Afghanistan is on the brink of a humanitarian catastrophe. At the High-level Pledging Event on Supporting the Humanitarian Response in Afghanistan held today, Finland pledged to increase its assistance to the country, for example, through the World Food Programme. In his speech, Minister for Foreign Affairs Pekka Haavisto, who represented Finland at the meeting, emphasised the equal rights of women and girls.
Below Pekka Marttila from the Unit for Humanitarian Assistance and Policy of the Ministry for Foreign Affairs and Matti Keppo from the Afghanistan Team of the Ministry for Foreign Affairs answer questions concerning the situation in Afghanistan and Finland’s support.
What is the humanitarian situation in Afghanistan now?
“Afghanistan is on the brink of a humanitarian catastrophe and a socio-economic collapse. The UN has estimated that Afghanistan will be one of the world’s largest humanitarian crisis in 2022. More than 24 million people in Afghanistan, which is well over half of the country’s population, require humanitarian assistance. Women and girls account for 76 per cent of those in need of assistance. Up to 97 per cent of Afghans are at risk of plunging into poverty this year. The UN estimates that the need for assistance is more than EUR 7 billion.”
At the meeting, Finland pledged to provide an additional EUR 3 million in funding for humanitarian assistance in Afghanistan. What will the funding be used for?
“With this new funding, Finland will support, for example, the World Food Programme (WFP), which provides direct food assistance to people suffering from hunger. This is very important because the food security situation in the country has deteriorated alarmingly. Before the Taliban took over, 14 million people in Afghanistan suffered from food insecurity. Now the number is almost 23 million people. Malnutrition, especially among children, has increased over the past few months. The maternal and child mortality rates are also high. Finland also supports Finnish civil society organisations that provide humanitarian assistance in Afghanistan.”
In the past, it has been difficult to deliver assistance. Is it possible now?
“Efforts to deliver assistance have mostly been successful. What helps is that the organisations we support have worked in Afghanistan for years and they have experience in dealing with the Taliban. It is very important that assistance is distributed in accordance with the principles of humanitarian assistance, which means that assistance should reach all those who need it on an equal basis. Women should get the help they need and women employees of humanitarian organisations should also be allowed to work.”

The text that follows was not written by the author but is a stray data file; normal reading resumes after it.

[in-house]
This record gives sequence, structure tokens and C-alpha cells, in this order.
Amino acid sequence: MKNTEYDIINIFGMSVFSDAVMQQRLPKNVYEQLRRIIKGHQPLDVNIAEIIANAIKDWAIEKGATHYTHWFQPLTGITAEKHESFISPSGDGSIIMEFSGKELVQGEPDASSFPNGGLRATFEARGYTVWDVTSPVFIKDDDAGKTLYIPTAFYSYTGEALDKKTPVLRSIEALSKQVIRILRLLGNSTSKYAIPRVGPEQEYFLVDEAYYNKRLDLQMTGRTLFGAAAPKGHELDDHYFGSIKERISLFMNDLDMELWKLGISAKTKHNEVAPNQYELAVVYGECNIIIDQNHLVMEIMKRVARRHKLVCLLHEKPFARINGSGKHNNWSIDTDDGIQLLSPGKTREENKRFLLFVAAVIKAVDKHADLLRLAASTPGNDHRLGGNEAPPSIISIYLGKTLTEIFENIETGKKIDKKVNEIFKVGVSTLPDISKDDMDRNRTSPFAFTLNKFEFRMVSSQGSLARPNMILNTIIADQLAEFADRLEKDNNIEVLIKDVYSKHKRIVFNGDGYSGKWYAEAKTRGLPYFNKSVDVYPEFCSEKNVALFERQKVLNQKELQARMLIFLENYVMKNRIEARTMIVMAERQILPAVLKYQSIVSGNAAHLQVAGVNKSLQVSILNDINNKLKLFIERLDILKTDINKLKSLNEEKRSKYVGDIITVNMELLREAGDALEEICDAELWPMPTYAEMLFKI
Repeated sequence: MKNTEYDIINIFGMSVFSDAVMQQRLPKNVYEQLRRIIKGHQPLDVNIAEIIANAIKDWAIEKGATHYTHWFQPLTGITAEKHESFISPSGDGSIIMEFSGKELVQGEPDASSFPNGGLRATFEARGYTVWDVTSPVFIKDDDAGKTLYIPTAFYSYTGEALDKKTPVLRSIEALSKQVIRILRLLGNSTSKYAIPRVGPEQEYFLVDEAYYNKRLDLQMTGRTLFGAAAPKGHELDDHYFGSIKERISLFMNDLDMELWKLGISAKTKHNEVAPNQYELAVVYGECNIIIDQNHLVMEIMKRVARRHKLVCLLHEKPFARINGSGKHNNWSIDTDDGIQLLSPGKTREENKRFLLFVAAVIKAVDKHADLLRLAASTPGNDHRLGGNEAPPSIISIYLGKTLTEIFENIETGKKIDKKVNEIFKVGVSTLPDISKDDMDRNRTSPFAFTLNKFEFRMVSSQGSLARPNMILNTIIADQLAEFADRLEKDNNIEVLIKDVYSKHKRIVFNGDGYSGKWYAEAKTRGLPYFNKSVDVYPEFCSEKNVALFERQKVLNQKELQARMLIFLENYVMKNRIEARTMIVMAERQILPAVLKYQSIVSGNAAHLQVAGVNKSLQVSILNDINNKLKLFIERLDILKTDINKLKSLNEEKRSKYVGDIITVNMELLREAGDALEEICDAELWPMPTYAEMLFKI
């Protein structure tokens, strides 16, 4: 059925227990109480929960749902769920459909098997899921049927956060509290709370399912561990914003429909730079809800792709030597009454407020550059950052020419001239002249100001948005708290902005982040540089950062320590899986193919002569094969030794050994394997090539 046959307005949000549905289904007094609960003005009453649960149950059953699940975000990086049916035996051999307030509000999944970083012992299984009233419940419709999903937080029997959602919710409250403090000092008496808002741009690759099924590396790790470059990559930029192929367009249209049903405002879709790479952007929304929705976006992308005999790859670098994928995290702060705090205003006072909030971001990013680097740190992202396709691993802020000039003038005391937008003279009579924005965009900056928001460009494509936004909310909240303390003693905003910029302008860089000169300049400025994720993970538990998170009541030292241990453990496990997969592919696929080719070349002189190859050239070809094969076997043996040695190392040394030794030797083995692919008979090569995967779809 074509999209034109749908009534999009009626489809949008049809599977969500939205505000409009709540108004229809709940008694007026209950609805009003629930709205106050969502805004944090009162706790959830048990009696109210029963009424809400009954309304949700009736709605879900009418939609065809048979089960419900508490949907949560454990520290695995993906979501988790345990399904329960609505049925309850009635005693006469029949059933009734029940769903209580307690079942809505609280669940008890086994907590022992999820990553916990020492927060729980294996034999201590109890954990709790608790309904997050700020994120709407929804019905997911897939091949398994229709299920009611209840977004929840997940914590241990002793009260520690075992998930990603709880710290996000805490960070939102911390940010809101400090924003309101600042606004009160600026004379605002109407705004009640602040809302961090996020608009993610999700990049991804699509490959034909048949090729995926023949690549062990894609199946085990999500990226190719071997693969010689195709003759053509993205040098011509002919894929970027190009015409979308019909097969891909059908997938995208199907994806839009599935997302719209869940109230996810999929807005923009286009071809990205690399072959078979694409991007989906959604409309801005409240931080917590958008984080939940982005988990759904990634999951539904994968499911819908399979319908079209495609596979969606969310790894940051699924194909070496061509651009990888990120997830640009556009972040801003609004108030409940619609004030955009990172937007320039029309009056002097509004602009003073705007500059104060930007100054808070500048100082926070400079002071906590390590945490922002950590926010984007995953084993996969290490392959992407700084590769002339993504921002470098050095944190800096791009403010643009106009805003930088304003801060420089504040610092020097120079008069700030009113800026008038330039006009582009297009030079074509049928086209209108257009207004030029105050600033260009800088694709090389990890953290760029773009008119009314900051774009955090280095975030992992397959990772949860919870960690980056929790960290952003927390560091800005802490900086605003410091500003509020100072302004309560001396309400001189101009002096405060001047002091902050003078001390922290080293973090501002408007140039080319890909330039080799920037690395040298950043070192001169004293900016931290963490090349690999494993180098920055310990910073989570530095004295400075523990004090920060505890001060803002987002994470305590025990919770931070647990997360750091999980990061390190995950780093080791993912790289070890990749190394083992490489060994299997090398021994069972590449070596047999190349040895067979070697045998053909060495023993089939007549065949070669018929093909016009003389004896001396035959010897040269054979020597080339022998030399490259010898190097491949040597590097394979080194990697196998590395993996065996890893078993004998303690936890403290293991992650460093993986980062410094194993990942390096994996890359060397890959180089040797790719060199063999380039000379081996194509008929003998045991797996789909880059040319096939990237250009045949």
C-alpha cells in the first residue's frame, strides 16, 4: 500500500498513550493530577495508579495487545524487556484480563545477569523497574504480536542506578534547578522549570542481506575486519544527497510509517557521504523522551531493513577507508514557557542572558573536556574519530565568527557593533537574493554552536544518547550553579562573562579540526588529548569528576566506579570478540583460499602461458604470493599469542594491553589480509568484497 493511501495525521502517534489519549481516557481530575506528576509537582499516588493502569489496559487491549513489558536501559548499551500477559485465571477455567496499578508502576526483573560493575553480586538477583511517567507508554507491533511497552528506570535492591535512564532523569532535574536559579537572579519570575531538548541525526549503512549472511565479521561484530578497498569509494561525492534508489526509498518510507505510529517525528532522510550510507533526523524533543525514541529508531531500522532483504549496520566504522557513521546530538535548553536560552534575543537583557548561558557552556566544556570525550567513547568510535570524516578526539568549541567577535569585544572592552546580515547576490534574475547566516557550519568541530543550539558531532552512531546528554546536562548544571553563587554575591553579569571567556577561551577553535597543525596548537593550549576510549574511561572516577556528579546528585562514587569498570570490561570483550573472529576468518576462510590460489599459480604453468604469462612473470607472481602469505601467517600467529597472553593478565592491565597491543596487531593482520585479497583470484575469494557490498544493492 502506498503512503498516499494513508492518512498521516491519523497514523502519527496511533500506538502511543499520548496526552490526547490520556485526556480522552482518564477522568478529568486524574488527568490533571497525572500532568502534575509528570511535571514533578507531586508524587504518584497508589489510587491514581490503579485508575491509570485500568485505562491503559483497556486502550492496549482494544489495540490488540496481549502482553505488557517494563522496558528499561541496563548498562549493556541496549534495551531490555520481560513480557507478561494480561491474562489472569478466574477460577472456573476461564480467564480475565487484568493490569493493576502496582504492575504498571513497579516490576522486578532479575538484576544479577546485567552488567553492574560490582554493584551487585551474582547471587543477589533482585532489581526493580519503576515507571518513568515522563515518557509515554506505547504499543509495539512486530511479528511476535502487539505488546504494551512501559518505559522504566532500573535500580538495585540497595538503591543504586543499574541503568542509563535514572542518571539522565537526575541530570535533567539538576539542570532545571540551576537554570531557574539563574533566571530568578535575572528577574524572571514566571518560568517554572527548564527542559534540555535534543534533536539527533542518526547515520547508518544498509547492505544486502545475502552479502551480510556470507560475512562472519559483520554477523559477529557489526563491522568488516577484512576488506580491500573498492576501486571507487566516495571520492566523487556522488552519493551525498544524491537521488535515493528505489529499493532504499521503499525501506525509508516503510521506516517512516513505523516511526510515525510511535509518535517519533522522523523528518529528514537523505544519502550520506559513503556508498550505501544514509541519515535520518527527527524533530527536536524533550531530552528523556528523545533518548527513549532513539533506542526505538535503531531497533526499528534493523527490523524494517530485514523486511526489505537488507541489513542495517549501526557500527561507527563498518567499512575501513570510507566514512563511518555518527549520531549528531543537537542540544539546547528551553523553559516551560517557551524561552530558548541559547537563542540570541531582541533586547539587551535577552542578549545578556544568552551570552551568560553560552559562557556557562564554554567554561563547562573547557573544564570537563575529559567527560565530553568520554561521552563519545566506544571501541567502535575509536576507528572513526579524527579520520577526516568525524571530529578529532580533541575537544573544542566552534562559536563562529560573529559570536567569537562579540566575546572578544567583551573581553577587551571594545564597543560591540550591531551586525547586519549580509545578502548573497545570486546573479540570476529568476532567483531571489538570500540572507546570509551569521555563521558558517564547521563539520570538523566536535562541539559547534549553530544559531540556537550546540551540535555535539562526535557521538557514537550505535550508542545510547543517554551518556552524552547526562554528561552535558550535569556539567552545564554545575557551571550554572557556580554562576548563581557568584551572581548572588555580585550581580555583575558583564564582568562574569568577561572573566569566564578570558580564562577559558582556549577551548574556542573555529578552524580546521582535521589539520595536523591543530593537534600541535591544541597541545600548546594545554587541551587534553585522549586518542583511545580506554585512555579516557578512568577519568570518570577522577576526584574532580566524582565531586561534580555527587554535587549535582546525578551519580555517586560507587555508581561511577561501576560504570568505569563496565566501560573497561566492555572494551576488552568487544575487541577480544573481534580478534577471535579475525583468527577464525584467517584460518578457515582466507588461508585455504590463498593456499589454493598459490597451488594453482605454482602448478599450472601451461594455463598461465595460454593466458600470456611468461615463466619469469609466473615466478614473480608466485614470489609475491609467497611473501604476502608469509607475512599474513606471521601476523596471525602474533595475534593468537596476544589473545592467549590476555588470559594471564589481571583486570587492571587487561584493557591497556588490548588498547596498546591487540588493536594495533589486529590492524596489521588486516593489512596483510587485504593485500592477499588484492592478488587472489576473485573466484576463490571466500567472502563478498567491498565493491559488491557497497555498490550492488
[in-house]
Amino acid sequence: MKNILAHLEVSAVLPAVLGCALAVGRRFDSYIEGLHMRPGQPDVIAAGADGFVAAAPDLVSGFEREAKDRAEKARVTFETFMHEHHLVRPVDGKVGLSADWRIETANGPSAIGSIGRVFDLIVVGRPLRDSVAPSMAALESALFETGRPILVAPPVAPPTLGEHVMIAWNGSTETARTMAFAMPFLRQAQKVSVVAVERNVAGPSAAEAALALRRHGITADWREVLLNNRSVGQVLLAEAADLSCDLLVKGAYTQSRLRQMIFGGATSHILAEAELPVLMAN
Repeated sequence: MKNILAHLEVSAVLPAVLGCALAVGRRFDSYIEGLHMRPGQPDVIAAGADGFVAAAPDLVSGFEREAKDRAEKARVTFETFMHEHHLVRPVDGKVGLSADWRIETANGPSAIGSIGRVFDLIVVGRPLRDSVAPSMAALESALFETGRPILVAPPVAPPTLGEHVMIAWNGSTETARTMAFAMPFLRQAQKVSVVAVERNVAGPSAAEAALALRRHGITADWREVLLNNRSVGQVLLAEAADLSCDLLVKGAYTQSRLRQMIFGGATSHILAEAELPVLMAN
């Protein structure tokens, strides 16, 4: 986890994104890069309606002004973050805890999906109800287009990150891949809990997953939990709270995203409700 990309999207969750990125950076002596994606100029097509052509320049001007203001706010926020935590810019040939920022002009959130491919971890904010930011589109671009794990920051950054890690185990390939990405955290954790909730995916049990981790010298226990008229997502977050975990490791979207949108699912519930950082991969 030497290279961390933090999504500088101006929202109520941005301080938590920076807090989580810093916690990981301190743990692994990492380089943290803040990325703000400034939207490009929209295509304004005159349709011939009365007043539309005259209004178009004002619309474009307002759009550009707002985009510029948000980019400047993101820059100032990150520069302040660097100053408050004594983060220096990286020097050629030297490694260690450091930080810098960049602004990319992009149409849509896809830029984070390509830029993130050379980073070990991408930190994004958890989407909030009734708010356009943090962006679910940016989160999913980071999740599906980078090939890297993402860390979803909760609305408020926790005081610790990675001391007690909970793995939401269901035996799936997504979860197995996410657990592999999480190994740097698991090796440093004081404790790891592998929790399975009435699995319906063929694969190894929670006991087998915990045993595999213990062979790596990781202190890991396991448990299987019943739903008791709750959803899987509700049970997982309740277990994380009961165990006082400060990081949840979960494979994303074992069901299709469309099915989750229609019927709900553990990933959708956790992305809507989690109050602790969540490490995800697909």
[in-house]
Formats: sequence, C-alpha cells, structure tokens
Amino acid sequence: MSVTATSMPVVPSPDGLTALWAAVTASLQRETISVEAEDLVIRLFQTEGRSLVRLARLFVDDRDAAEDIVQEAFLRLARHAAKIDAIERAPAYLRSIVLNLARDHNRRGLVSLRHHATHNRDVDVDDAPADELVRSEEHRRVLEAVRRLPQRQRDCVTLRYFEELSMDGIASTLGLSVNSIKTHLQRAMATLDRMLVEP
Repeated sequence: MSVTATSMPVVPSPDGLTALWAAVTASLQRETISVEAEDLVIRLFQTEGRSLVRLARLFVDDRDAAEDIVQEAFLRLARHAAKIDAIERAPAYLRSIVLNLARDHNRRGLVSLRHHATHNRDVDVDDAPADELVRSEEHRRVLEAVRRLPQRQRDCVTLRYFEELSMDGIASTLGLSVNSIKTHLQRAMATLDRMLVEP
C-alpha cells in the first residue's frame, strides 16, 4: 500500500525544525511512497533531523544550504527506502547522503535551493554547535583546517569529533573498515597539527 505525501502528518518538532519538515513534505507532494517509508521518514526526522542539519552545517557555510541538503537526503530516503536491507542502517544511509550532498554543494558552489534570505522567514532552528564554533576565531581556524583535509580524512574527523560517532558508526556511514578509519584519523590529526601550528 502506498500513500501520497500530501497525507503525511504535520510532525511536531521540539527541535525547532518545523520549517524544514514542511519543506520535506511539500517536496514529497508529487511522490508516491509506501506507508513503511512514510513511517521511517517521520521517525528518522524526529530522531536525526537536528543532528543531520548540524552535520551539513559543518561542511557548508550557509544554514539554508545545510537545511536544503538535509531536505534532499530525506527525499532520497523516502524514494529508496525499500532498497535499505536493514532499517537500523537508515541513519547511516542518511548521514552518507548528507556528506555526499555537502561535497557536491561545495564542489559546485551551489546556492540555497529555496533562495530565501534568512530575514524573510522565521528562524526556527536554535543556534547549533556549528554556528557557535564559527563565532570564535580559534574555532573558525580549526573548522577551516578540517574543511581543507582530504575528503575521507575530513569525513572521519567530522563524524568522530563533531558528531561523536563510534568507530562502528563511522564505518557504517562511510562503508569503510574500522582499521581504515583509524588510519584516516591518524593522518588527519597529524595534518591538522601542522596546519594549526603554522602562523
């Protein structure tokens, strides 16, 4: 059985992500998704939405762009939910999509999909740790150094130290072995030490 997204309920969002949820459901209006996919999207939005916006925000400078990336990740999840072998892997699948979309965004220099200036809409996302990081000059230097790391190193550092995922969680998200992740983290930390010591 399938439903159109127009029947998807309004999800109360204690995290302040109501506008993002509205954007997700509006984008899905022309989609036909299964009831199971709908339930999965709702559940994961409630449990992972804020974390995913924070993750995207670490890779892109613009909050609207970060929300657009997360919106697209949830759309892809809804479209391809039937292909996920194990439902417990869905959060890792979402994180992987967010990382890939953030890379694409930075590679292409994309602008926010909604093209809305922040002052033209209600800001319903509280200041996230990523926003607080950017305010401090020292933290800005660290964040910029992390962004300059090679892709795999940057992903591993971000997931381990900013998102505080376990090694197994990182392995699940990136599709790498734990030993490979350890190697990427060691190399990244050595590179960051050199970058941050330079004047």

Finland has also reserved EUR 18 million for cooperation in Afghanistan this year. How is this funding used to help Afghan people?
“The support given to Afghan people is humanitarian, responding to people’s basic needs. Finland’s aim is also to promote the realisation of human rights, especially the rights of women, during this very difficult crisis.
Of the reserved funding, almost EUR 5 million will be used immediately to support the rights and status of women. A total of EUR 2 million will be channelled to the work of UN Women, which works to improve the livelihoods and economic survival of women and girls and to support women human rights defenders as well as shelters and multi-activity centres for women and girls.
A total of EUR 2.6 million will be directed to the international MSI Reproductive Choices organisation, which provides and promotes sexual and reproductive health services and awareness in Afghanistan. Both organisations are Finland’s long-term partners in Afghanistan.
Finland will also continue its cooperation with the British HALO Trust organisation, which specialises in humanitarian mine clearance. In addition to mine clearance, funding will be used to train men and women on the risks of mines and to rehabilitate victims. A total of almost EUR 1 million has been reserved for this purpose in 2022.
As for the rest of the funding, no decisions have been made yet. We are monitoring the situation closely, and we will decide on the use of funding flexibly based on developments in the situation and the country’s needs.”
How has the human rights situation in Afghanistan changed over the past few months? What can we expect?
“Civil and political rights have deteriorated, and freedom of expression and the right to attend public gatherings have been restricted. Women activists, human rights defenders, journalists and former Afghan security officials, for example, have been subject to human rights violations.
The rights of women and girls are refused by introducing gender norms, practices and formal restrictions refusing their rights. In practice, it is not possible for women and girls to move freely, and their access to healthcare, education or employment has declined. Women’s participation in political and economic life has systematically been reduced.
The Taliban announced last week that secondary schools for girls would not reopen with the start of a new academic year — contrary to what they had promised. This was a huge disappointment. In his speech today, Minister for Foreign Affairs Haavisto also stressed that it is crucial for girls and boys to have equal access to education. "Finland believes that Afghanistan cannot afford to exclude half of its population. Not politically or economically,” said Haavisto.”
Does Finland collaborate with the Taliban administration in the delivery of humanitarian assistance?
"Finland’s support will be delivered to Afghanistan in accordance with the current temporary policyLink to an external website through UN actors, other international organisations and civil society organisations. In other words, Finland takes care that the funds will not fall in the hands of or support the Taliban. Finland’s traditional intergovernmental development cooperation with Afghanistan has been suspended since August 2021."